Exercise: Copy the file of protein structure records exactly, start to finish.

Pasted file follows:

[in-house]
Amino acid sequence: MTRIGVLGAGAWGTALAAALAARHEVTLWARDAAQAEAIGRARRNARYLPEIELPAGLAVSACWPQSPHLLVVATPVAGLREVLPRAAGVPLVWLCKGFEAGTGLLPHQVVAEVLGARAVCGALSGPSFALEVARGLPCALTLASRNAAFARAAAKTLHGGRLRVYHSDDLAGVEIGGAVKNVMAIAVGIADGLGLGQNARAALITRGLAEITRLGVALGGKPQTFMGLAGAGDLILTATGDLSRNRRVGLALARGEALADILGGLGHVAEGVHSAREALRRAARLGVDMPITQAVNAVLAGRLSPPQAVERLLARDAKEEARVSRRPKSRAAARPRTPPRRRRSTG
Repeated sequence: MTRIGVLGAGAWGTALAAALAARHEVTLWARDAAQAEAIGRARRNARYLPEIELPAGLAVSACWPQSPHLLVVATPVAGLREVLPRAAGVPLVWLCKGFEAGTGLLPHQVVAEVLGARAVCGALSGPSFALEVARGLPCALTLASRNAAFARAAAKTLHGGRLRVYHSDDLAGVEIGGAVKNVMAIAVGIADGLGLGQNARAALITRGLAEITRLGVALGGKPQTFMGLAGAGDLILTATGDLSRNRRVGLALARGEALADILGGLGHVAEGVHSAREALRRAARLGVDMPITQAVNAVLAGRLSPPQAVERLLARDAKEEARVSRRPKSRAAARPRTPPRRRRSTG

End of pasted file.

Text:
[in-house]
Amino acid sequence: MTRIGVLGAGAWGTALAAALAARHEVTLWARDAAQAEAIGRARRNARYLPEIELPAGLAVSACWPQSPHLLVVATPVAGLREVLPRAAGVPLVWLCKGFEAGTGLLPHQVVAEVLGARAVCGALSGPSFALEVARGLPCALTLASRNAAFARAAAKTLHGGRLRVYHSDDLAGVEIGGAVKNVMAIAVGIADGLGLGQNARAALITRGLAEITRLGVALGGKPQTFMGLAGAGDLILTATGDLSRNRRVGLALARGEALADILGGLGHVAEGVHSAREALRRAARLGVDMPITQAVNAVLAGRLSPPQAVERLLARDAKEEARVSRRPKSRAAARPRTPPRRRRSTG
Repeated sequence: MTRIGVLGAGAWGTALAAALAARHEVTLWARDAAQAEAIGRARRNARYLPEIELPAGLAVSACWPQSPHLLVVATPVAGLREVLPRAAGVPLVWLCKGFEAGTGLLPHQVVAEVLGARAVCGALSGPSFALEVARGLPCALTLASRNAAFARAAAKTLHGGRLRVYHSDDLAGVEIGGAVKNVMAIAVGIADGLGLGQNARAALITRGLAEITRLGVALGGKPQTFMGLAGAGDLILTATGDLSRNRRVGLALARGEALADILGGLGHVAEGVHSAREALRRAARLGVDMPITQAVNAVLAGRLSPPQAVERLLARDAKEEARVSRRPKSRAAARPRTPPRRRRSTG